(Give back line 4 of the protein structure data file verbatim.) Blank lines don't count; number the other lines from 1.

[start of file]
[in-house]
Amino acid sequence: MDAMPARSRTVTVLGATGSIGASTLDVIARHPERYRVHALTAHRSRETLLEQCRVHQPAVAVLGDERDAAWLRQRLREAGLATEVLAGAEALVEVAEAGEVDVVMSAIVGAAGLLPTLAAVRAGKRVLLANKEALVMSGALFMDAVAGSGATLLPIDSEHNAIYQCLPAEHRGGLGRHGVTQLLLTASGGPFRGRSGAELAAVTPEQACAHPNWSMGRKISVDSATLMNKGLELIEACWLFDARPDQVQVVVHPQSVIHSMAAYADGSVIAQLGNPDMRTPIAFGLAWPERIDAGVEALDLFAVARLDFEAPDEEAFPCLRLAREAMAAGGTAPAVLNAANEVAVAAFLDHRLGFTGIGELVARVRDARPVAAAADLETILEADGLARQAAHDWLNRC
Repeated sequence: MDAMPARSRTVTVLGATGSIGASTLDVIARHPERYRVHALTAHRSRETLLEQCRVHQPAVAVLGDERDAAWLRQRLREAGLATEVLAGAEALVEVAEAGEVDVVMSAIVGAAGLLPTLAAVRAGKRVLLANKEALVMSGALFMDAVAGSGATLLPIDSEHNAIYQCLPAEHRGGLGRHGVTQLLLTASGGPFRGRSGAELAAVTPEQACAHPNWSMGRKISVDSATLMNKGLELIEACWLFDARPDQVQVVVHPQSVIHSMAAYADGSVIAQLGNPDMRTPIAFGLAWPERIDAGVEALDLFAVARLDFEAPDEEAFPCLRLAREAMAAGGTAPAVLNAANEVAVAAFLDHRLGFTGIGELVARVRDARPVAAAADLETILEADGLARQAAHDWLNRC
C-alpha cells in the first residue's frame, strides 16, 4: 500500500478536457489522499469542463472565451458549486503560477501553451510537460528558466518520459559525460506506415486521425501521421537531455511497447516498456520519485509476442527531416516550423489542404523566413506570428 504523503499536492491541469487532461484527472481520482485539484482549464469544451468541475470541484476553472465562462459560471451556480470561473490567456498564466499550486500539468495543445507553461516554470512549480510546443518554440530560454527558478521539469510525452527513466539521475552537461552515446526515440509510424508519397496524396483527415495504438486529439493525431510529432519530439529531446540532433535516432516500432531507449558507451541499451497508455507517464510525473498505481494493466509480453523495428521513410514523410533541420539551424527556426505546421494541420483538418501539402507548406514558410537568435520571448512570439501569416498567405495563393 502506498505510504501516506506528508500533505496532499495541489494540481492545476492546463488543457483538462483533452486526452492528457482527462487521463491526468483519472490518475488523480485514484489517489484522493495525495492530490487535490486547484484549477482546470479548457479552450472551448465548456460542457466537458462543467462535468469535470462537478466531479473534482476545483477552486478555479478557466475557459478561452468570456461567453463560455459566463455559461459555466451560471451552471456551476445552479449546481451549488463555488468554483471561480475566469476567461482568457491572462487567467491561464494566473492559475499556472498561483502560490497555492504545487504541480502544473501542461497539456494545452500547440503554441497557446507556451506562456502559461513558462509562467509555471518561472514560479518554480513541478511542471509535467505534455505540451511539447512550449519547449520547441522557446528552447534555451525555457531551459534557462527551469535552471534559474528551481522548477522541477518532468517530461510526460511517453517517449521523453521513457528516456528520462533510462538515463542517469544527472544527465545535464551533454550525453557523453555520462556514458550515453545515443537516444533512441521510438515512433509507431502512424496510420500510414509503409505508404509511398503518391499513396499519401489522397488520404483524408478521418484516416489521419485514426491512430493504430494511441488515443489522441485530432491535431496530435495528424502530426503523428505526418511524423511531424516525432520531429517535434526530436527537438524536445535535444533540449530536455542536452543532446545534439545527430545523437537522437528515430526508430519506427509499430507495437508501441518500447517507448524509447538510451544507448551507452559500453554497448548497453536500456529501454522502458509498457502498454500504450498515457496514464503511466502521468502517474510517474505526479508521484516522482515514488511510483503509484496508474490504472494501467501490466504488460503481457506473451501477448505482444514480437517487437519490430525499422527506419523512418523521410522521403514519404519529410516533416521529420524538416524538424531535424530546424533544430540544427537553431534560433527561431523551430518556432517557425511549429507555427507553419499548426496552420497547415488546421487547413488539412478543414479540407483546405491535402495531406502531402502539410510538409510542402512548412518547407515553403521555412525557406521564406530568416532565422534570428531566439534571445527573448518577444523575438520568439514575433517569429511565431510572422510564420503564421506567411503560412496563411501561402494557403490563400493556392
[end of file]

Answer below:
C-alpha cells in the first residue's frame, strides 16, 4: 500500500478536457489522499469542463472565451458549486503560477501553451510537460528558466518520459559525460506506415486521425501521421537531455511497447516498456520519485509476442527531416516550423489542404523566413506570428 504523503499536492491541469487532461484527472481520482485539484482549464469544451468541475470541484476553472465562462459560471451556480470561473490567456498564466499550486500539468495543445507553461516554470512549480510546443518554440530560454527558478521539469510525452527513466539521475552537461552515446526515440509510424508519397496524396483527415495504438486529439493525431510529432519530439529531446540532433535516432516500432531507449558507451541499451497508455507517464510525473498505481494493466509480453523495428521513410514523410533541420539551424527556426505546421494541420483538418501539402507548406514558410537568435520571448512570439501569416498567405495563393 502506498505510504501516506506528508500533505496532499495541489494540481492545476492546463488543457483538462483533452486526452492528457482527462487521463491526468483519472490518475488523480485514484489517489484522493495525495492530490487535490486547484484549477482546470479548457479552450472551448465548456460542457466537458462543467462535468469535470462537478466531479473534482476545483477552486478555479478557466475557459478561452468570456461567453463560455459566463455559461459555466451560471451552471456551476445552479449546481451549488463555488468554483471561480475566469476567461482568457491572462487567467491561464494566473492559475499556472498561483502560490497555492504545487504541480502544473501542461497539456494545452500547440503554441497557446507556451506562456502559461513558462509562467509555471518561472514560479518554480513541478511542471509535467505534455505540451511539447512550449519547449520547441522557446528552447534555451525555457531551459534557462527551469535552471534559474528551481522548477522541477518532468517530461510526460511517453517517449521523453521513457528516456528520462533510462538515463542517469544527472544527465545535464551533454550525453557523453555520462556514458550515453545515443537516444533512441521510438515512433509507431502512424496510420500510414509503409505508404509511398503518391499513396499519401489522397488520404483524408478521418484516416489521419485514426491512430493504430494511441488515443489522441485530432491535431496530435495528424502530426503523428505526418511524423511531424516525432520531429517535434526530436527537438524536445535535444533540449530536455542536452543532446545534439545527430545523437537522437528515430526508430519506427509499430507495437508501441518500447517507448524509447538510451544507448551507452559500453554497448548497453536500456529501454522502458509498457502498454500504450498515457496514464503511466502521468502517474510517474505526479508521484516522482515514488511510483503509484496508474490504472494501467501490466504488460503481457506473451501477448505482444514480437517487437519490430525499422527506419523512418523521410522521403514519404519529410516533416521529420524538416524538424531535424530546424533544430540544427537553431534560433527561431523551430518556432517557425511549429507555427507553419499548426496552420497547415488546421487547413488539412478543414479540407483546405491535402495531406502531402502539410510538409510542402512548412518547407515553403521555412525557406521564406530568416532565422534570428531566439534571445527573448518577444523575438520568439514575433517569429511565431510572422510564420503564421506567411503560412496563411501561402494557403490563400493556392